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Hoffmann, R. A wiki for the life sciences where authorship matters. Nature Genetics (2008)

Functional expression in Escherichia coli of proteins B and C from soluble methane monooxygenase of Methylococcus capsulatus (Bath).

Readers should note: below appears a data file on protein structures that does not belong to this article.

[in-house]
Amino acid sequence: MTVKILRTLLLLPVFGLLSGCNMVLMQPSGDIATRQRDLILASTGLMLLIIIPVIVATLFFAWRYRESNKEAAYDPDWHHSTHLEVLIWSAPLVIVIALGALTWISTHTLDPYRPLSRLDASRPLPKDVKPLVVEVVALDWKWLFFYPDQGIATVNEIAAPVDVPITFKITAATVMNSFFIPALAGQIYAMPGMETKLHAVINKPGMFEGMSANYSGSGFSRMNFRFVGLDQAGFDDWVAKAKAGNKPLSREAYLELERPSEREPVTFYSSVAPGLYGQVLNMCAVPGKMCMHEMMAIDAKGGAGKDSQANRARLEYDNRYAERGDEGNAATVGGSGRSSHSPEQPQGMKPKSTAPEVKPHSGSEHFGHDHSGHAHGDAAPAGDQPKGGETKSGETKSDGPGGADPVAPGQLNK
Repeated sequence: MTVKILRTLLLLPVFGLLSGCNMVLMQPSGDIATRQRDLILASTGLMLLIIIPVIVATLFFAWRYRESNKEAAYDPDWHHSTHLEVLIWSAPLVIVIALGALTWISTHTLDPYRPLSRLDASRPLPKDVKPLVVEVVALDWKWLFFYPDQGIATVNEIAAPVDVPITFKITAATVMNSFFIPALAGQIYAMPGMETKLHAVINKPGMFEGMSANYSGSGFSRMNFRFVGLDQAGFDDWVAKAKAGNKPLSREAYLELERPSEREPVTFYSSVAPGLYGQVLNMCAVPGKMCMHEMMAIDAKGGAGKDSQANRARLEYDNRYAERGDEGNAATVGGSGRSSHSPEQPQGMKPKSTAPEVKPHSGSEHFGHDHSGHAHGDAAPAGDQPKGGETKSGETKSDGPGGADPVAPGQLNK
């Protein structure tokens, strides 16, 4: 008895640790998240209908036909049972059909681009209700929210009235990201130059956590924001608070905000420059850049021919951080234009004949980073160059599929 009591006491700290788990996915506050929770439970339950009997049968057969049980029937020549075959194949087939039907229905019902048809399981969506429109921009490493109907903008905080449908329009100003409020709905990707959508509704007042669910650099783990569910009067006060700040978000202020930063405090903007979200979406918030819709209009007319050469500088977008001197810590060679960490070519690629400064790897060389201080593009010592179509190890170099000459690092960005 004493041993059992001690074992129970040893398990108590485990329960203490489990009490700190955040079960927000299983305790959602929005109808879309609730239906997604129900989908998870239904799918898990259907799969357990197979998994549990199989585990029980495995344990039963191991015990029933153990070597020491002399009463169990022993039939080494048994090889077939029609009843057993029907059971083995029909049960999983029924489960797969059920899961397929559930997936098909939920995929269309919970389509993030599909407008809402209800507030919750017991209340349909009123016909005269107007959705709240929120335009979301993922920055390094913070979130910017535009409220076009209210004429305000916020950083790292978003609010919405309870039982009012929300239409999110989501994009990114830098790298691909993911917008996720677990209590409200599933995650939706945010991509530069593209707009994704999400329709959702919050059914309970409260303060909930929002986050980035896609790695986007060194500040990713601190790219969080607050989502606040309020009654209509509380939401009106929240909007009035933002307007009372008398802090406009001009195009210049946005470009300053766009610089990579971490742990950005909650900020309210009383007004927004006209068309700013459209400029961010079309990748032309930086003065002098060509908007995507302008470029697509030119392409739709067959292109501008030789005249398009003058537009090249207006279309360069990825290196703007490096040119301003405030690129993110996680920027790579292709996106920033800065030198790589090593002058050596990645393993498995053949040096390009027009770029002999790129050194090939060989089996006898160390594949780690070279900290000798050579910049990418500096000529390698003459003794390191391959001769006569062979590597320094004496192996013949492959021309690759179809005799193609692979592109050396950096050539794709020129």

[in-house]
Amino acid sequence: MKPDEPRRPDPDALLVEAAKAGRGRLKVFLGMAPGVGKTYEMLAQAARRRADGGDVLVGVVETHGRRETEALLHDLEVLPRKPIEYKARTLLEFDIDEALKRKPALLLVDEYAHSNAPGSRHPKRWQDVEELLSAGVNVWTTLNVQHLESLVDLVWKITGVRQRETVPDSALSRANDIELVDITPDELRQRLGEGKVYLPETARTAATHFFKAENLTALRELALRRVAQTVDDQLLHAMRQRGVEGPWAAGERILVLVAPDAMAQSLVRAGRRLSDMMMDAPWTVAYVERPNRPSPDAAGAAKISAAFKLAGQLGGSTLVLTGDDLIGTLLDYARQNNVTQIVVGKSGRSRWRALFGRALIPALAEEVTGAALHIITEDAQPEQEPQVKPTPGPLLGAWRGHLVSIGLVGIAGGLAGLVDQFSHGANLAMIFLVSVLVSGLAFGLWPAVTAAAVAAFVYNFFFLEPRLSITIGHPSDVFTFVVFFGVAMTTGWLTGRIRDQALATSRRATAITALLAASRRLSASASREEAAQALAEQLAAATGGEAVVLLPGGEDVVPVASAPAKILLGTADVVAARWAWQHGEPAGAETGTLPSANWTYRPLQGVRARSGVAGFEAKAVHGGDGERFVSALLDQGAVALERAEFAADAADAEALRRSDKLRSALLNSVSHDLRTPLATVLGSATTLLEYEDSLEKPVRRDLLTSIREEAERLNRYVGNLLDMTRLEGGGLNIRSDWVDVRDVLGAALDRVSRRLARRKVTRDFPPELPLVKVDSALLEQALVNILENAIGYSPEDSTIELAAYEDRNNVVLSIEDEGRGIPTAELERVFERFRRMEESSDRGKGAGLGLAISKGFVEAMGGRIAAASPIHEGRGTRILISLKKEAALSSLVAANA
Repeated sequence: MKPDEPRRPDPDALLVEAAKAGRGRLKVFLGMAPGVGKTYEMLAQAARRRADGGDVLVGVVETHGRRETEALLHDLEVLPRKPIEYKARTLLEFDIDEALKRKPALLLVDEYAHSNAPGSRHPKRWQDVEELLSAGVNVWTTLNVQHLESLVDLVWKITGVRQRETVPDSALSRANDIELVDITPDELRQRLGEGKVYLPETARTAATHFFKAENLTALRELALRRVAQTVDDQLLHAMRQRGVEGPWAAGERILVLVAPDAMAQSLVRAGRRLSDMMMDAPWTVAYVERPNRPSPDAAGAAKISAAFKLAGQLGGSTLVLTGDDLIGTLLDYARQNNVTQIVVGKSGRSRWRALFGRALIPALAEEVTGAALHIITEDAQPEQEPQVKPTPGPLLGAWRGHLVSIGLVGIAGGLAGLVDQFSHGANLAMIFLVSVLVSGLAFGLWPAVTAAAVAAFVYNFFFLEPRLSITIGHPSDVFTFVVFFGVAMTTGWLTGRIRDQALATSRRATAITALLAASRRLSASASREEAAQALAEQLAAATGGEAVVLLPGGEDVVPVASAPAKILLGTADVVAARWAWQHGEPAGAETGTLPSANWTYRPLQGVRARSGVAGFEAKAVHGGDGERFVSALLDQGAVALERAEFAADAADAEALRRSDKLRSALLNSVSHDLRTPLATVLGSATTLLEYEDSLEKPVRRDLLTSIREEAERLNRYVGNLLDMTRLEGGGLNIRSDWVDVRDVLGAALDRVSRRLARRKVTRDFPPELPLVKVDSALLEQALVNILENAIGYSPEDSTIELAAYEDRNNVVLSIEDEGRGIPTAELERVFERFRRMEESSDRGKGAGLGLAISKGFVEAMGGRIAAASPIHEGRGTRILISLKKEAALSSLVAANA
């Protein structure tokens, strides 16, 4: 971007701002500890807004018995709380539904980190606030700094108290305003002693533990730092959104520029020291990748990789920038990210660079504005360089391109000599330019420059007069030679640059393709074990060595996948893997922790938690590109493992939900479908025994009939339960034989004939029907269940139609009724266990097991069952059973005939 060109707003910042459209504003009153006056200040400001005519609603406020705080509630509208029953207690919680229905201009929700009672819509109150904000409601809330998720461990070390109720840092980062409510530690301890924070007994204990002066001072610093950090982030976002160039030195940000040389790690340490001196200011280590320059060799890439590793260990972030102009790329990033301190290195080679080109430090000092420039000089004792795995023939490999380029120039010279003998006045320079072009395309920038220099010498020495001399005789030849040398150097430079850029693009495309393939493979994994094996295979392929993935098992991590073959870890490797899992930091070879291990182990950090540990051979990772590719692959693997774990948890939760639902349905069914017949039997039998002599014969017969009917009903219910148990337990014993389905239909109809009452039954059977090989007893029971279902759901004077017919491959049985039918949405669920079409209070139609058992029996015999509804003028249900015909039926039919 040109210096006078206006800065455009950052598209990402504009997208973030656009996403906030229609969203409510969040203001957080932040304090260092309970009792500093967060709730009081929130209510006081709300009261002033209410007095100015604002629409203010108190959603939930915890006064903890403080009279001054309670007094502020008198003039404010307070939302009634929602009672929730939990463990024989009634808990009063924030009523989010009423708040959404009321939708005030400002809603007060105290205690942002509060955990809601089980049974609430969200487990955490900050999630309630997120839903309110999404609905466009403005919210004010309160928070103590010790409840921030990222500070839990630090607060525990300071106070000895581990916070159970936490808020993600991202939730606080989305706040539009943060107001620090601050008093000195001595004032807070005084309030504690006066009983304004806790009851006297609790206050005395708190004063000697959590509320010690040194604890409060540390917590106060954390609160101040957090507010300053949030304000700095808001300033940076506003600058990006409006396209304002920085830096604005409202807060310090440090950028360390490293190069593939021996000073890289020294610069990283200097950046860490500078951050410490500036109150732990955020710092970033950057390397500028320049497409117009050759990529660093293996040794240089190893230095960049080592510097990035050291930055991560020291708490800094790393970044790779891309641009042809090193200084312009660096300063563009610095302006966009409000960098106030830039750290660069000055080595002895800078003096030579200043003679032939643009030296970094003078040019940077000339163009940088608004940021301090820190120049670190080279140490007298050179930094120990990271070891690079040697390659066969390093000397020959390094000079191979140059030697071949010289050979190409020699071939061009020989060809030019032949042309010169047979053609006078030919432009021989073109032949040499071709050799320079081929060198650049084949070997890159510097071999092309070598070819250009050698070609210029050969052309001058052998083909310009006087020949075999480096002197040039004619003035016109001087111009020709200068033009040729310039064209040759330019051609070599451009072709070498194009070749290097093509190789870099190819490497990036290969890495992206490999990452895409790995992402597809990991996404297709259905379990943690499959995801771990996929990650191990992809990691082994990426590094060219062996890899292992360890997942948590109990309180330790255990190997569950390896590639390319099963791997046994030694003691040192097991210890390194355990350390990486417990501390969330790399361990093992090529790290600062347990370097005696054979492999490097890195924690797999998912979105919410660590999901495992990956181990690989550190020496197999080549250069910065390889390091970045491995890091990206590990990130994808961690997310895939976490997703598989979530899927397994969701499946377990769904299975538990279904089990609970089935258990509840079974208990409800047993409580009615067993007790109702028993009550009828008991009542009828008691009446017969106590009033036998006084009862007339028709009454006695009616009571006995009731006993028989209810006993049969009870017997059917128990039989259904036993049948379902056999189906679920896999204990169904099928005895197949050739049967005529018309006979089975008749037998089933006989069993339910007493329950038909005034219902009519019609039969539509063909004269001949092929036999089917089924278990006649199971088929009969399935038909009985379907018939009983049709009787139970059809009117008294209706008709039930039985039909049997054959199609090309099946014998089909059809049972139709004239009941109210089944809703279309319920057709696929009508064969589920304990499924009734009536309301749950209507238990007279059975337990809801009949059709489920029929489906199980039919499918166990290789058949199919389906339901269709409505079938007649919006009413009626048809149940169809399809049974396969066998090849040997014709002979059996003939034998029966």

Methylococcus capsulatus (Bath) uses a soluble methane monooxygenase (sMMO) to catalyse the oxidation of methane to methanol. sMMO is comprised of three components; A, B and C. Protein C (the reductase) transfers electrons from NADH to protein A (the hydroxylase) which contains the active site, and protein B regulates this electron flow. The five genes encoding the sMMO proteins and their subunits are clustered and have been cloned in Escherichia coli. A DNA fragment containing mmoB, the gene encoding protein B, was subcloned into pT7-5, a plasmid of the T7 RNA polymerase promoter expression system. Upon induction, E. coli expressed protein B which was fully functional after purification. The gene encoding protein C, mmoC, was amplified with unique restriction sites at each end using the polymerase chain reaction and then subcloned into pT7-7 (a plasmid similar to pT7-5 but containing its own ribosome-binding site and ATG start codon). Protein C expressed in E. coli was also found to be functional. This is the first report of the functional expression of methanotroph methane monooxygenase genes in a heterologous host and represents a significant step forward in our analysis of the assembly and catalysis of sMMO.[1]


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